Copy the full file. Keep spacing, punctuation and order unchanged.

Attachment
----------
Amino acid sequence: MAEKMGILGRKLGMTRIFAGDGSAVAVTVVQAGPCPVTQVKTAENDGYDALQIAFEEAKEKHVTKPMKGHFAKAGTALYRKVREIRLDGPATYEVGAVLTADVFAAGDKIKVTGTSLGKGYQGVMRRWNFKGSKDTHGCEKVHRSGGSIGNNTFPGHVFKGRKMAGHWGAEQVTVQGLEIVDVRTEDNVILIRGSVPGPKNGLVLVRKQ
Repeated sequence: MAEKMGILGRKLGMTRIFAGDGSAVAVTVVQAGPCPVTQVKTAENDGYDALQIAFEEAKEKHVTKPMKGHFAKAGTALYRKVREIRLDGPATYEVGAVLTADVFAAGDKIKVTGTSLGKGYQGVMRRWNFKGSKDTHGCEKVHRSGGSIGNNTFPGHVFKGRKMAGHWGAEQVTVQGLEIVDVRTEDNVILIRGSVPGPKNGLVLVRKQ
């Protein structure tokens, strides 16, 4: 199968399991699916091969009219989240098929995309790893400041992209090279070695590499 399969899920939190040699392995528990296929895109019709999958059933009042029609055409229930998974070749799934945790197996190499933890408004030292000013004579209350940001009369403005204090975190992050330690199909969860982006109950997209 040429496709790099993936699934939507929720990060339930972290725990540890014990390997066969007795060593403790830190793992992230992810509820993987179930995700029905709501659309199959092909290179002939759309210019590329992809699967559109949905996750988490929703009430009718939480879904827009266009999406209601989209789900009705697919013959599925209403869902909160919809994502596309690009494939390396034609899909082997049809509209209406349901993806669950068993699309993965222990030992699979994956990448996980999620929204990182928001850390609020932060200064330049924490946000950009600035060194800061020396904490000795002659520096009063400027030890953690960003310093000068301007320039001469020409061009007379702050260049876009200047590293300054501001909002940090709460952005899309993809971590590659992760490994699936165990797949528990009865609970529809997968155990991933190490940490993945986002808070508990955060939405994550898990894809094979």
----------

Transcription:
Amino acid sequence: MAEKMGILGRKLGMTRIFAGDGSAVAVTVVQAGPCPVTQVKTAENDGYDALQIAFEEAKEKHVTKPMKGHFAKAGTALYRKVREIRLDGPATYEVGAVLTADVFAAGDKIKVTGTSLGKGYQGVMRRWNFKGSKDTHGCEKVHRSGGSIGNNTFPGHVFKGRKMAGHWGAEQVTVQGLEIVDVRTEDNVILIRGSVPGPKNGLVLVRKQ
Repeated sequence: MAEKMGILGRKLGMTRIFAGDGSAVAVTVVQAGPCPVTQVKTAENDGYDALQIAFEEAKEKHVTKPMKGHFAKAGTALYRKVREIRLDGPATYEVGAVLTADVFAAGDKIKVTGTSLGKGYQGVMRRWNFKGSKDTHGCEKVHRSGGSIGNNTFPGHVFKGRKMAGHWGAEQVTVQGLEIVDVRTEDNVILIRGSVPGPKNGLVLVRKQ
């Protein structure tokens, strides 16, 4: 199968399991699916091969009219989240098929995309790893400041992209090279070695590499 399969899920939190040699392995528990296929895109019709999958059933009042029609055409229930998974070749799934945790197996190499933890408004030292000013004579209350940001009369403005204090975190992050330690199909969860982006109950997209 040429496709790099993936699934939507929720990060339930972290725990540890014990390997066969007795060593403790830190793992992230992810509820993987179930995700029905709501659309199959092909290179002939759309210019590329992809699967559109949905996750988490929703009430009718939480879904827009266009999406209601989209789900009705697919013959599925209403869902909160919809994502596309690009494939390396034609899909082997049809509209209406349901993806669950068993699309993965222990030992699979994956990448996980999620929204990182928001850390609020932060200064330049924490946000950009600035060194800061020396904490000795002659520096009063400027030890953690960003310093000068301007320039001469020409061009007379702050260049876009200047590293300054501001909002940090709460952005899309993809971590590659992760490994699936165990797949528990009865609970529809997968155990991933190490940490993945986002808070508990955060939405994550898990894809094979």